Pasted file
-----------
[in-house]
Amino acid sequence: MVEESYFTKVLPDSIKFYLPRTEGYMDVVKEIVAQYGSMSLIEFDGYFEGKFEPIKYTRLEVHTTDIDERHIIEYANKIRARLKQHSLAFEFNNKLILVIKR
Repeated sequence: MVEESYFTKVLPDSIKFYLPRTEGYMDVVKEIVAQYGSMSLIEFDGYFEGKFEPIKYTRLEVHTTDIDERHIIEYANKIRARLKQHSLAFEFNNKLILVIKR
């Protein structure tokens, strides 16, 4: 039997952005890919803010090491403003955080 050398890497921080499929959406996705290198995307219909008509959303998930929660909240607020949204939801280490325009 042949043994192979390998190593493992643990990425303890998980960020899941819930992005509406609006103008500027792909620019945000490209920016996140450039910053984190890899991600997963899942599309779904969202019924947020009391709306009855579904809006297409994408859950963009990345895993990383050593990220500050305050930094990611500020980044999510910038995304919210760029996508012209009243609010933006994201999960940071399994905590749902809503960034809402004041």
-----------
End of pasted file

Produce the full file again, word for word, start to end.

[in-house]
Amino acid sequence: MVEESYFTKVLPDSIKFYLPRTEGYMDVVKEIVAQYGSMSLIEFDGYFEGKFEPIKYTRLEVHTTDIDERHIIEYANKIRARLKQHSLAFEFNNKLILVIKR
Repeated sequence: MVEESYFTKVLPDSIKFYLPRTEGYMDVVKEIVAQYGSMSLIEFDGYFEGKFEPIKYTRLEVHTTDIDERHIIEYANKIRARLKQHSLAFEFNNKLILVIKR
């Protein structure tokens, strides 16, 4: 039997952005890919803010090491403003955080 050398890497921080499929959406996705290198995307219909008509959303998930929660909240607020949204939801280490325009 042949043994192979390998190593493992643990990425303890998980960020899941819930992005509406609006103008500027792909620019945000490209920016996140450039910053984190890899991600997963899942599309779904969202019924947020009391709306009855579904809006297409994408859950963009990345895993990383050593990220500050305050930094990611500020980044999510910038995304919210760029996508012209009243609010933006994201999960940071399994905590749902809503960034809402004041």